The genesis of the trireme was the old penteconter
("fifty-oar ship") which, in its prime features, was simply a long,
narrow, open hull, with slightly raised prow and stern cabins, pulling
twenty-five oars to a side. There are a few penteconters still in
existence, though the great naval powers have long since scorned them.
It was a good while before the battle of salamis that the Greek sea
warriors began to feel the need of larger warships. It was impossible to
continue the simple scheme of the penteconter. To get more oars all on
one tier you must make a longer boat, but you could not increase the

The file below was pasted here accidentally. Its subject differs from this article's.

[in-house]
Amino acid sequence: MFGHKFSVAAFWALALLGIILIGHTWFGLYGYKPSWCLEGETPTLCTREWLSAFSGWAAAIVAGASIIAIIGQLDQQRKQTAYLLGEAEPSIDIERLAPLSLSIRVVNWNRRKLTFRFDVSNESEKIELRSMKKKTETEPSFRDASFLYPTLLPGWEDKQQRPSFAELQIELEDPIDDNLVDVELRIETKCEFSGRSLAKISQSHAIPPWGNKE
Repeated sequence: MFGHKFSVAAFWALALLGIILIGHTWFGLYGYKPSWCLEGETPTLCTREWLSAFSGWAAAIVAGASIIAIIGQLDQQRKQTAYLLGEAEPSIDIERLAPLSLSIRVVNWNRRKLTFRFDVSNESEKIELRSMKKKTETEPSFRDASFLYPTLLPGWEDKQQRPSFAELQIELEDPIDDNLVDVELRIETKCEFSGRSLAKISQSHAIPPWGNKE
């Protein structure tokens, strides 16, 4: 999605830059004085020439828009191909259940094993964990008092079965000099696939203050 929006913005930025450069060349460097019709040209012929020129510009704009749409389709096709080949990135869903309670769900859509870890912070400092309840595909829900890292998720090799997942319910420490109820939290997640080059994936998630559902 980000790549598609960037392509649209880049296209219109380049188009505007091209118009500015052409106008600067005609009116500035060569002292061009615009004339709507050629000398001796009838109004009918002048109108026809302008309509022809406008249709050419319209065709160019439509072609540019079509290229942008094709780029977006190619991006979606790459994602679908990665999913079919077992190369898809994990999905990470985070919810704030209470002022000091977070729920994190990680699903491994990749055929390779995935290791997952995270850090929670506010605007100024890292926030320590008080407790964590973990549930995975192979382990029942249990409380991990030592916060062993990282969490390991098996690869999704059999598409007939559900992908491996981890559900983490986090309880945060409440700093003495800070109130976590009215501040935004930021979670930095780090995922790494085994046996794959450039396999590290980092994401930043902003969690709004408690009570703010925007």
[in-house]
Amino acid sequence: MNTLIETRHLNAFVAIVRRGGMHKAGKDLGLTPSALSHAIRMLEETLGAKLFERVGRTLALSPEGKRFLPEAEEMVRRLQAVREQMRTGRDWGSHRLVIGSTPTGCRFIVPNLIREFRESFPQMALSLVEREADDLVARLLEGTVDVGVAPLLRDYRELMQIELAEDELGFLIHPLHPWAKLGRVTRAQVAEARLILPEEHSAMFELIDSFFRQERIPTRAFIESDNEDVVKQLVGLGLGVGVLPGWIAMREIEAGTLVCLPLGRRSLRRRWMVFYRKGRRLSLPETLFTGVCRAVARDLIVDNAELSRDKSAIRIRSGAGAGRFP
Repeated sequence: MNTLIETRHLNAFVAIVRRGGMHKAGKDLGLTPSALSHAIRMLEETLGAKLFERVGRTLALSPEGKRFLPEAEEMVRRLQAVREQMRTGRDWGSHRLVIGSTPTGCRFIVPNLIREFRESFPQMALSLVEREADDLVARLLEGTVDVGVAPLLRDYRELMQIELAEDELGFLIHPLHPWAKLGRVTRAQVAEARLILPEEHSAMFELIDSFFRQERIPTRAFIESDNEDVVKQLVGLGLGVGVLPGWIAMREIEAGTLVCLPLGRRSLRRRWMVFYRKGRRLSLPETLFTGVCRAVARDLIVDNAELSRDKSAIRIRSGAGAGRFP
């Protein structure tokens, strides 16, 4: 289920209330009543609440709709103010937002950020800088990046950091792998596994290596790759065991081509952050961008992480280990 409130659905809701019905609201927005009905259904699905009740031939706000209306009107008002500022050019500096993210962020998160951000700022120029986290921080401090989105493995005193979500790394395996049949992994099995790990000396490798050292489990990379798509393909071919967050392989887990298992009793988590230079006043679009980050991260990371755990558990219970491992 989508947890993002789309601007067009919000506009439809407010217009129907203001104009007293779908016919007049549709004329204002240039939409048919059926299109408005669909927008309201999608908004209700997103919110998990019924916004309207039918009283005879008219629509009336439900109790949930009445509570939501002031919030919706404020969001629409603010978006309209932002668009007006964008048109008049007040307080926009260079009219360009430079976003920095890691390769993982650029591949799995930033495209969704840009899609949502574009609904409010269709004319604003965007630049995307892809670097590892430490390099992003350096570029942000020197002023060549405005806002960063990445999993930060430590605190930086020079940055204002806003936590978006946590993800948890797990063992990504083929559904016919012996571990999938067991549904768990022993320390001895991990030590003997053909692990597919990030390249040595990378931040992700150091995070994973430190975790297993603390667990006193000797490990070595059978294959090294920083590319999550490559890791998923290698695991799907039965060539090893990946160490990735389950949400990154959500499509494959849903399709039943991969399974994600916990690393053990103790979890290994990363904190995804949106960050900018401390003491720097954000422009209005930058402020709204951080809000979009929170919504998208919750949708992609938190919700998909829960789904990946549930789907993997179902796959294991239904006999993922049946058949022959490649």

beam, for, if you did, the whole craft would get so heavy that it would
not row rapidly; and the penteconter was already so long in relation to
its beam as to be somewhat unsafe. A device was needed to get more oars
into the water without increasing the length over much. The result was
the bireme (two-banker) which was speedily replaced by the still
more efficient trireme (three-banker), the standard battleship of
all the Greek navies.